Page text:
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3. Not All Help is Helpful. The ever increasing number of online educational resources will confuse and confound you and most likely make you feel like you are not doing all you can. Reminding oneself that it is impossible to ever do “all you can”, which really means “everything that is possible”. For example, by picking a PBS activity for this morning’s “class”, you are forsaking a Smithsonian Kids activity. This necessary choice evokes a necessary loss, which can feel like you are missing out on an opportunity to help your kid. I sense there is an inverse relationship between the amount of “resources” we are inundated with and the sense we are doing well by our children, as well as how competent and committed we feel as parents. If not careful, you can drown in this river of stuff. Less, here, is truly more. It’s really not about the volume of content, it’s about how we navigate the river, as calmly as possible, and if possible, to have some fun along the way. Same with the news: Deliberately limit the number of information inputs and time spent “staying informed”. Try limiting your intake of news to a few planned small bites per day rather than unplanned and impulsive binges . “Breaking News” is a corporate con, a device to monetize and profit from your anxiety by keeping it as high as possible. The tsunami of ever available information creates a feeling of urgency. A feeling of urgency does not reflect actual “urgency”, i.e., “something important that requires swift action”- the vast majority of what is dumped into a news cycle is not news, nor does it require your swift action. It can and often does trigger the kind of anxiety that is not amenable to constructive action, only worry. Leverage intentionality — we are more likely to adhere to a behavioral commitment if we deliberately say it out loud, (e.g., “I will check the news twice tomorrow, at breakfast and while making dinner”) even if it is just to ourselves.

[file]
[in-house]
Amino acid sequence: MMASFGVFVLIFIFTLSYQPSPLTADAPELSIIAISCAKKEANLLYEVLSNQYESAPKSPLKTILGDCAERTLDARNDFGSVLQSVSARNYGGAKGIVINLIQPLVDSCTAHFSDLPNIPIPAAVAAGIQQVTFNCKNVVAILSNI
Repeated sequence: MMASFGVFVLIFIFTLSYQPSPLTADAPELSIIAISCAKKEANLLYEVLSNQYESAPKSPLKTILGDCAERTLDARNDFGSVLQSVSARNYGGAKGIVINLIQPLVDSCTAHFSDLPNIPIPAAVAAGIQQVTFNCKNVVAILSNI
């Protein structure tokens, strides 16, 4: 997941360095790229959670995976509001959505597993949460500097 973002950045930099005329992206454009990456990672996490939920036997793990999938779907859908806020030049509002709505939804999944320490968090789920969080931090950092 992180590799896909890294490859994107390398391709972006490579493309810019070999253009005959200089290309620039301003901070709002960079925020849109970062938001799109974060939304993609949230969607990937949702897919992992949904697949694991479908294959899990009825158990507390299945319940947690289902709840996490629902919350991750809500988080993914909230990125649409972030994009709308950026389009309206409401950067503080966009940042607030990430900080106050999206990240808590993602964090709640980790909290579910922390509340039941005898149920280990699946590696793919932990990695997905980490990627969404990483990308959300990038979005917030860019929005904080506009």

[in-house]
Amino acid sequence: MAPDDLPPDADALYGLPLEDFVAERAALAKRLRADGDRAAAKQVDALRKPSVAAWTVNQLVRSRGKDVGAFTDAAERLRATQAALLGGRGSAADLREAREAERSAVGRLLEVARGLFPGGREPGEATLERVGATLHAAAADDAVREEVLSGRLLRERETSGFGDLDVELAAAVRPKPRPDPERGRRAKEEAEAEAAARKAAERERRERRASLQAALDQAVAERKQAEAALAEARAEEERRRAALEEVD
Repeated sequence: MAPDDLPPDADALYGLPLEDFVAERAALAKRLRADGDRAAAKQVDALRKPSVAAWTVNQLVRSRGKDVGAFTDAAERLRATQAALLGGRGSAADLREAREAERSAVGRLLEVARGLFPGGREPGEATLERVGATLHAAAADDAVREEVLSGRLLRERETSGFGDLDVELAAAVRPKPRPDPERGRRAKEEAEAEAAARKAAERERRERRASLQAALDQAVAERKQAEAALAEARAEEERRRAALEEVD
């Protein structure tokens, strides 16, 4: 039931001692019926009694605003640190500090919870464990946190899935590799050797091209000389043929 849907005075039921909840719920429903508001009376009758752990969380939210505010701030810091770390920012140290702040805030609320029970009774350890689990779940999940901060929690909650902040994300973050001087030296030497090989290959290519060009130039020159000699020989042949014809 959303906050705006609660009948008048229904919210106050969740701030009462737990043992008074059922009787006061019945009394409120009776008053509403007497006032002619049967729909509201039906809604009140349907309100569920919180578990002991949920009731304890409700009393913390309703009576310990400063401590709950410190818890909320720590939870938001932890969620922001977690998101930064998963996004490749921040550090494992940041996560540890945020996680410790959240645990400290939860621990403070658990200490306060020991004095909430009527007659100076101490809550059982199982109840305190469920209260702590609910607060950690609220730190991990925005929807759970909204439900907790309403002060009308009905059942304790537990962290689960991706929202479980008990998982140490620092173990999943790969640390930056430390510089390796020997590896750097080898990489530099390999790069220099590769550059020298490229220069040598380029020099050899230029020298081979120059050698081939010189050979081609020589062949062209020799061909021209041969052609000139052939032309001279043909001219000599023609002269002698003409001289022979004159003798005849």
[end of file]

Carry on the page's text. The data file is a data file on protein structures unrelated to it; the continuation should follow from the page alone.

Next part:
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4. Structure Now, Structure Tomorrow, Structure Forever- as long as this crisis lasts, at least. With regard to the nationwide move to tele-education, I believe the most critical function of online classes and assignments right now is to add structure and a measure of normalcy to so many abnormal hours, days, weeks. Most of us benefit from a predictable organization of our days. The temptation to treat the quarantine as an interminable snow-day- pajamas, not doing things until one might feel like it, consumption of media — is a recipe for a sustained hangover feeling of irritability, depression, inertia and more anxiety. Precise timing of structure seems less important than ensuring that a structure, meaning a predictable sequence of activities, occurs